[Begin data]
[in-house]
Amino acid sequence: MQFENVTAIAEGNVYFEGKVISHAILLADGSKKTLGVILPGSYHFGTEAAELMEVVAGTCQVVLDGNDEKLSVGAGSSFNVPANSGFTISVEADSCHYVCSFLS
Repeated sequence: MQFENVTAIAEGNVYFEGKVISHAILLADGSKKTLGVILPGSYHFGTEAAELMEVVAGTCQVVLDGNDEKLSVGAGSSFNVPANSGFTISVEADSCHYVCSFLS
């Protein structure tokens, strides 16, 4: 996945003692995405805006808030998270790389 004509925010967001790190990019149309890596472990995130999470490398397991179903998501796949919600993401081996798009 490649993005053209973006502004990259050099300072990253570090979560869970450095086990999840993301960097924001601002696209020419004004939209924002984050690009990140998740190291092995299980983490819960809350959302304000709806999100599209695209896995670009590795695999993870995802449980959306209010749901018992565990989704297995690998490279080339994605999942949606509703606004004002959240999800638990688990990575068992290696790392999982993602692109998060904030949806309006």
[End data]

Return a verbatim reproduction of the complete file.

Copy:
[in-house]
Amino acid sequence: MQFENVTAIAEGNVYFEGKVISHAILLADGSKKTLGVILPGSYHFGTEAAELMEVVAGTCQVVLDGNDEKLSVGAGSSFNVPANSGFTISVEADSCHYVCSFLS
Repeated sequence: MQFENVTAIAEGNVYFEGKVISHAILLADGSKKTLGVILPGSYHFGTEAAELMEVVAGTCQVVLDGNDEKLSVGAGSSFNVPANSGFTISVEADSCHYVCSFLS
């Protein structure tokens, strides 16, 4: 996945003692995405805006808030998270790389 004509925010967001790190990019149309890596472990995130999470490398397991179903998501796949919600993401081996798009 490649993005053209973006502004990259050099300072990253570090979560869970450095086990999840993301960097924001601002696209020419004004939209924002984050690009990140998740190291092995299980983490819960809350959302304000709806999100599209695209896995670009590795695999993870995802449980959306209010749901018992565990989704297995690998490279080339994605999942949606509703606004004002959240999800638990688990990575068992290696790392999982993602692109998060904030949806309006």